May 112010
 

Many people seem to make a common mistake when setting out to do strength training – for some reason, a lot seem to be under the impression that simply working out at the gym is training your body’s strength. But that’s wrong – in fact, if you want to develop muscle strength, you’ll have to set up a vastly different workout routine than if you were going for regular bodybuilding. There’s a subtle difference in the way muscles need to be strained in order to grow them larger, or to make them stronger.

First, you should understand the difference between having large muscles, and having muscle strength – and subsequently, understand what’s so different in working out for both purposes. In regular bodybuilding workouts, you’re actually hurting your muscles – working them to a level of exhaustion so that they need to repair themselves afterwards. The general idea is that the repairing process always produces a little extra muscle tissue, which builds up over time.

Strength, on the other hand, comes from your mind to a larger extent. For example, those of you who have some background in martial arts or boxing will surely have noticed how people with a lot less weaker-looking muscles are able to throw devastatingly powerful punches. It’s not just proper technique – it’s also the ability so send more powerful nerve impulses to your muscles, stimulating them more harshly. The general idea behind strength training is to decrease the number of repetitions you do, and increase the weights you’re training with – this way, your body and mind can get used to the idea of controlling the muscles more strongly.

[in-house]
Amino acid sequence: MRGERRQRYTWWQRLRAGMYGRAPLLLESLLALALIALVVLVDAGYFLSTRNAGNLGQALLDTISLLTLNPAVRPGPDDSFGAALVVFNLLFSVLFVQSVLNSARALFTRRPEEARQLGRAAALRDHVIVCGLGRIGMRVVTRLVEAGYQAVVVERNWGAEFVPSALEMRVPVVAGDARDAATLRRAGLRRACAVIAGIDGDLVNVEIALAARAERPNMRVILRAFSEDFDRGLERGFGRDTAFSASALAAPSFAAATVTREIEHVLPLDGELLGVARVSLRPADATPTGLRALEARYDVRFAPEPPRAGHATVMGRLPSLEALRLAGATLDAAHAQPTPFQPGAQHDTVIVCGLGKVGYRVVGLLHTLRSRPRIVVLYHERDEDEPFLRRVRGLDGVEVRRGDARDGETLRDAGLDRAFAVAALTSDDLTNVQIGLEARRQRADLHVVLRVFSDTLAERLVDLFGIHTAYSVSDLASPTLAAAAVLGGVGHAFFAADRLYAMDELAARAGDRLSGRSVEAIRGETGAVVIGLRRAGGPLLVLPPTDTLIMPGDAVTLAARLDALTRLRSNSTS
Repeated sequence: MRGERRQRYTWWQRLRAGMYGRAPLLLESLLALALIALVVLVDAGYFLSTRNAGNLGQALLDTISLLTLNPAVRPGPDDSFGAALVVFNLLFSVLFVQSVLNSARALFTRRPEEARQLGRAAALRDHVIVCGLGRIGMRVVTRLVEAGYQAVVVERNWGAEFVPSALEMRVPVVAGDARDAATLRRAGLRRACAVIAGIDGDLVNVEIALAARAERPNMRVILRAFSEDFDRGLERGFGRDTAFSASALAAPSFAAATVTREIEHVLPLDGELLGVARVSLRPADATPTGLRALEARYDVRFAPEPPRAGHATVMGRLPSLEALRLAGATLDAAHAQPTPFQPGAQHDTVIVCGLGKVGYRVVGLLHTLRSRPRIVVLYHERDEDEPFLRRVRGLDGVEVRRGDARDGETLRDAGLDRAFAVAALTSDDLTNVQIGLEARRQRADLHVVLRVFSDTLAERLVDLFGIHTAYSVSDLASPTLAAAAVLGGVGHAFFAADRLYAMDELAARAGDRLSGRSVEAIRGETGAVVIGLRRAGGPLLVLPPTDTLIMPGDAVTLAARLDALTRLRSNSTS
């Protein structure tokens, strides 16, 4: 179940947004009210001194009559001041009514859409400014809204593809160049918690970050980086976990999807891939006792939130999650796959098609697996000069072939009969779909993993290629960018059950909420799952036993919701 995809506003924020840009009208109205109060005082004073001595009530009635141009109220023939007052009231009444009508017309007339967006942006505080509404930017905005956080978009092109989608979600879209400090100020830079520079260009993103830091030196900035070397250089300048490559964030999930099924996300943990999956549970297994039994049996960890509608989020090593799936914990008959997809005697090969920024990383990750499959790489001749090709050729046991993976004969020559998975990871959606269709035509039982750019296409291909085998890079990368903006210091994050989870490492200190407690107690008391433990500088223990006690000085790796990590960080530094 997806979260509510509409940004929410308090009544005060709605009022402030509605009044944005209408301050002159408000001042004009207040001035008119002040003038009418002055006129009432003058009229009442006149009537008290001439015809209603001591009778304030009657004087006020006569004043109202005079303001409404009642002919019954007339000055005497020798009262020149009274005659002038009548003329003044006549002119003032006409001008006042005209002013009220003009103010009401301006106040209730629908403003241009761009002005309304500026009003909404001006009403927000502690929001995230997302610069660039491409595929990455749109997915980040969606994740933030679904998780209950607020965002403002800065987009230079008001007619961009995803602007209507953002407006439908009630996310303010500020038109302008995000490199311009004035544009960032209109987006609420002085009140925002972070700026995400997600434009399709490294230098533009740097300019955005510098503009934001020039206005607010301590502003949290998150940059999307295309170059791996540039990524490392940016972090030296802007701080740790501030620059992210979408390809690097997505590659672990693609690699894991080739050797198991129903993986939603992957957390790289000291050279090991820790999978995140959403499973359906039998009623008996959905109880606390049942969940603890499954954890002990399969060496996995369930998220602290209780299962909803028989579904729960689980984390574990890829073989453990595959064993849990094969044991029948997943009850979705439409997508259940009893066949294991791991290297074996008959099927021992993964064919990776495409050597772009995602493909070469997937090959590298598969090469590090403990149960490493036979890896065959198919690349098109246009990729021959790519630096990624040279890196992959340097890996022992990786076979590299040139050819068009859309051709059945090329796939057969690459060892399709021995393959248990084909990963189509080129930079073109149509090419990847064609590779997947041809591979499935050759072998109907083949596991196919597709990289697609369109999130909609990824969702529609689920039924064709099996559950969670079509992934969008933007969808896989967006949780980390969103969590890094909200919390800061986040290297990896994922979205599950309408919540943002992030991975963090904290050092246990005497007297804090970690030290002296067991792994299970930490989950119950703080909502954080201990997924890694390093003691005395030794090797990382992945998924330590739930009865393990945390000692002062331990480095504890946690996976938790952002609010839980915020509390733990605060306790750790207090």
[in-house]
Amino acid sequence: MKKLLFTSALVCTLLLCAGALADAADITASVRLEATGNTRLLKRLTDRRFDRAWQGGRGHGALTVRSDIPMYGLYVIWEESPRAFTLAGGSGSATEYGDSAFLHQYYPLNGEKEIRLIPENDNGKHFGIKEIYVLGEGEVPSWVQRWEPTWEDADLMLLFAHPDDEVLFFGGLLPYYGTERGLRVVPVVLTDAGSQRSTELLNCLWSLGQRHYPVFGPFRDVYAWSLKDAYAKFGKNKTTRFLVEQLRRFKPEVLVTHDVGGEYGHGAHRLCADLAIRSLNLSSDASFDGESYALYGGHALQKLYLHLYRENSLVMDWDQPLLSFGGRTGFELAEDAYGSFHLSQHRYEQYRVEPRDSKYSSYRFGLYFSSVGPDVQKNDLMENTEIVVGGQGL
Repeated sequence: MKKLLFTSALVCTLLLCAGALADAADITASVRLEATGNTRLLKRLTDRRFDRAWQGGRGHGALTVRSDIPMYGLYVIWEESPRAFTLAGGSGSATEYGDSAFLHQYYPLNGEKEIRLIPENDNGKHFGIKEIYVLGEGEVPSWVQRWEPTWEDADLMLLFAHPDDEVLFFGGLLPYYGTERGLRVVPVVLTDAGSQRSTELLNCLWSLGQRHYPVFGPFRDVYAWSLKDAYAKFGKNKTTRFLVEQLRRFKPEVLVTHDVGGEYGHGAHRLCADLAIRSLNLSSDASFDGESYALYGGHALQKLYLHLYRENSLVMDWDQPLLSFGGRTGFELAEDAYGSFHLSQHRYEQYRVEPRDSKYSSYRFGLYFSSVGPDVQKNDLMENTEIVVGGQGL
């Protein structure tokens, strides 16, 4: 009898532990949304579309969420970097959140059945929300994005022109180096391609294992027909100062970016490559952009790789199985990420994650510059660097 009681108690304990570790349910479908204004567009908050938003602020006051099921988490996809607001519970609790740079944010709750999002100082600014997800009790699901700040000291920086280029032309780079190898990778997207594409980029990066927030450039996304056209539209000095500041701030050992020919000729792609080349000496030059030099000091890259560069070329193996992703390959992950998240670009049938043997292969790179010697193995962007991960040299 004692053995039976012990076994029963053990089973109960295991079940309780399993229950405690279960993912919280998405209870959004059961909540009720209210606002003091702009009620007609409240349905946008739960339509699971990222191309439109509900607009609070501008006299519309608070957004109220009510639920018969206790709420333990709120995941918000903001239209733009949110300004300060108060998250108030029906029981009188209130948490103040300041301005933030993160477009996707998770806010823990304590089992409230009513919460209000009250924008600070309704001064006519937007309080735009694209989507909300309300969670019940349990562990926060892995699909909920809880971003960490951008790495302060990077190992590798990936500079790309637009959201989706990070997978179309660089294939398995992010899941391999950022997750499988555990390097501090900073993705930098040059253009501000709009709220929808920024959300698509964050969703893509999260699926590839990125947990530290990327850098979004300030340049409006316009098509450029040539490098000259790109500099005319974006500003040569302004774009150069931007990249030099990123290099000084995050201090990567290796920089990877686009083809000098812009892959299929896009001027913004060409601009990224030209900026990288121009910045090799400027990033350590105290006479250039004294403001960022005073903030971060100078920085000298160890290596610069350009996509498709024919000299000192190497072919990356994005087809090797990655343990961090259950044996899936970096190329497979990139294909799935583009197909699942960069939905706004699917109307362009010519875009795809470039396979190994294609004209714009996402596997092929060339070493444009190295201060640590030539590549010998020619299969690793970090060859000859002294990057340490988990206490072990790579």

That’s the first major step you’ll have to take. After you’ve increased your weights and decreased the sets/reps, make sure you leave enough time to rest inbetween the consecutive sets – this will give your muscles more time to recover so you’ll have them in a better-prepared state afterwards.

That’s another important point to make – when working out for the purpose of bodybuilding, you’ll be training your muscles to absolute exhaustion, until you’ve strained them a lot. On the other hand, this will actually be detrimental to your progress in strength training – if you train to exhaustion, your muscles will deteriorate towards the end of the exercise, and your mind will again be used to sending out weak impulses.

For the same purpose, avoid forcing yourself to finish the set when you feel you can’t – this works for bodybuilding where you’ll want to strain your muscles as much as possible, but in strength training it will only slow down your progress, so avoid it at all cost.

Remember to do your exercises frequently enough, too – but also leave enough days for your muscles to rest. Generally you’d want something like a 3-4 day workout routine with 2-3 days of rest spread inbetween them.

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